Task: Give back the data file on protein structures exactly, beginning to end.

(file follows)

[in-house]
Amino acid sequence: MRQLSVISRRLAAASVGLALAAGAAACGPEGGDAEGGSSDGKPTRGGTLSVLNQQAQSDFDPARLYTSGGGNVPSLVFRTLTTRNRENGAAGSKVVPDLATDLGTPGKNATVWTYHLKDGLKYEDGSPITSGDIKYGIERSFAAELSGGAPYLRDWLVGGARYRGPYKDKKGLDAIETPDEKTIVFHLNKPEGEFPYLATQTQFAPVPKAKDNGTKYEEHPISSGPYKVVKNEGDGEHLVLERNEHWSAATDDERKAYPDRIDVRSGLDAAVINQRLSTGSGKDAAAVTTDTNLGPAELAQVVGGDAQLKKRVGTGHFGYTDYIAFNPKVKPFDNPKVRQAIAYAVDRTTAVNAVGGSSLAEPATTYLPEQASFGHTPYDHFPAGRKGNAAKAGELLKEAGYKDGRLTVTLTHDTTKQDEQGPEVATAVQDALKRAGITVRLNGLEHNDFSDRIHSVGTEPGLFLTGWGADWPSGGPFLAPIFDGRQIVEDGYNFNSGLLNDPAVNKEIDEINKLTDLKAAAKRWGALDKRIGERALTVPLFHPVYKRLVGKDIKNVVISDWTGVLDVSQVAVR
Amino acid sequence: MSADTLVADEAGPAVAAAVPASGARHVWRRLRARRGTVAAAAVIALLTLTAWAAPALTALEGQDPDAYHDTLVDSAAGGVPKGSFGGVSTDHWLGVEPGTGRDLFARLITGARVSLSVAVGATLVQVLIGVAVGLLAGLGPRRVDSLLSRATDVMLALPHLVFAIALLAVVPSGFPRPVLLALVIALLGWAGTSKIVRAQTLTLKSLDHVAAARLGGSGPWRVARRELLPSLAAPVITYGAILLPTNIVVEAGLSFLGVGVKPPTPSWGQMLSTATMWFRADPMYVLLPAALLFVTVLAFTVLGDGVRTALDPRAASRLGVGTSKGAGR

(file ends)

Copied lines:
[in-house]
Amino acid sequence: MRQLSVISRRLAAASVGLALAAGAAACGPEGGDAEGGSSDGKPTRGGTLSVLNQQAQSDFDPARLYTSGGGNVPSLVFRTLTTRNRENGAAGSKVVPDLATDLGTPGKNATVWTYHLKDGLKYEDGSPITSGDIKYGIERSFAAELSGGAPYLRDWLVGGARYRGPYKDKKGLDAIETPDEKTIVFHLNKPEGEFPYLATQTQFAPVPKAKDNGTKYEEHPISSGPYKVVKNEGDGEHLVLERNEHWSAATDDERKAYPDRIDVRSGLDAAVINQRLSTGSGKDAAAVTTDTNLGPAELAQVVGGDAQLKKRVGTGHFGYTDYIAFNPKVKPFDNPKVRQAIAYAVDRTTAVNAVGGSSLAEPATTYLPEQASFGHTPYDHFPAGRKGNAAKAGELLKEAGYKDGRLTVTLTHDTTKQDEQGPEVATAVQDALKRAGITVRLNGLEHNDFSDRIHSVGTEPGLFLTGWGADWPSGGPFLAPIFDGRQIVEDGYNFNSGLLNDPAVNKEIDEINKLTDLKAAAKRWGALDKRIGERALTVPLFHPVYKRLVGKDIKNVVISDWTGVLDVSQVAVR
Amino acid sequence: MSADTLVADEAGPAVAAAVPASGARHVWRRLRARRGTVAAAAVIALLTLTAWAAPALTALEGQDPDAYHDTLVDSAAGGVPKGSFGGVSTDHWLGVEPGTGRDLFARLITGARVSLSVAVGATLVQVLIGVAVGLLAGLGPRRVDSLLSRATDVMLALPHLVFAIALLAVVPSGFPRPVLLALVIALLGWAGTSKIVRAQTLTLKSLDHVAAARLGGSGPWRVARRELLPSLAAPVITYGAILLPTNIVVEAGLSFLGVGVKPPTPSWGQMLSTATMWFRADPMYVLLPAALLFVTVLAFTVLGDGVRTALDPRAASRLGVGTSKGAGR